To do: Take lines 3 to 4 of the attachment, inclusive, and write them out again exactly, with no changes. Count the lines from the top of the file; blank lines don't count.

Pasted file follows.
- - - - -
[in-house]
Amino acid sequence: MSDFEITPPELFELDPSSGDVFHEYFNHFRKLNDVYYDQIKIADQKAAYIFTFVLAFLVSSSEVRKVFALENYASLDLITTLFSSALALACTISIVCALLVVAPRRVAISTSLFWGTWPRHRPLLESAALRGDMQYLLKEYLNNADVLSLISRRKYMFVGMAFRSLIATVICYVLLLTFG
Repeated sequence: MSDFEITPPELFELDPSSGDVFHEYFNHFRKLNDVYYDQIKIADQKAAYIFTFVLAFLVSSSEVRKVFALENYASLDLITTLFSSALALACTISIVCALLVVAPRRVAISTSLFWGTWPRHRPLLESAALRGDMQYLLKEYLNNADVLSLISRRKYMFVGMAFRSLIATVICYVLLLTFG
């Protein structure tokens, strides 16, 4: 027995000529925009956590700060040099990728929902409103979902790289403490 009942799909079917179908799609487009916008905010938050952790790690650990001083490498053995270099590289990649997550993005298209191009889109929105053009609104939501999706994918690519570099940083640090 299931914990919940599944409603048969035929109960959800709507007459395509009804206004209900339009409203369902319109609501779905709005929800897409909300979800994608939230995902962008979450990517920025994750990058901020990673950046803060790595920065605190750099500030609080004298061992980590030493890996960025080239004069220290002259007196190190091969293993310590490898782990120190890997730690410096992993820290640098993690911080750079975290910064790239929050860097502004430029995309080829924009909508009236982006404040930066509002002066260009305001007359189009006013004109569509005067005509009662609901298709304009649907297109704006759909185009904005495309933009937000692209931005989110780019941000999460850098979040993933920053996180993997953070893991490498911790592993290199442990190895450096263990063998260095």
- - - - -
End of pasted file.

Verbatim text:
Repeated sequence: MSDFEITPPELFELDPSSGDVFHEYFNHFRKLNDVYYDQIKIADQKAAYIFTFVLAFLVSSSEVRKVFALENYASLDLITTLFSSALALACTISIVCALLVVAPRRVAISTSLFWGTWPRHRPLLESAALRGDMQYLLKEYLNNADVLSLISRRKYMFVGMAFRSLIATVICYVLLLTFG
């Protein structure tokens, strides 16, 4: 027995000529925009956590700060040099990728929902409103979902790289403490 009942799909079917179908799609487009916008905010938050952790790690650990001083490498053995270099590289990649997550993005298209191009889109929105053009609104939501999706994918690519570099940083640090 299931914990919940599944409603048969035929109960959800709507007459395509009804206004209900339009409203369902319109609501779905709005929800897409909300979800994608939230995902962008979450990517920025994750990058901020990673950046803060790595920065605190750099500030609080004298061992980590030493890996960025080239004069220290002259007196190190091969293993310590490898782990120190890997730690410096992993820290640098993690911080750079975290910064790239929050860097502004430029995309080829924009909508009236982006404040930066509002002066260009305001007359189009006013004109569509005067005509009662609901298709304009649907297109704006759909185009904005495309933009937000692209931005989110780019941000999460850098979040993933920053996180993997953070893991490498911790592993290199442990190895450096263990063998260095």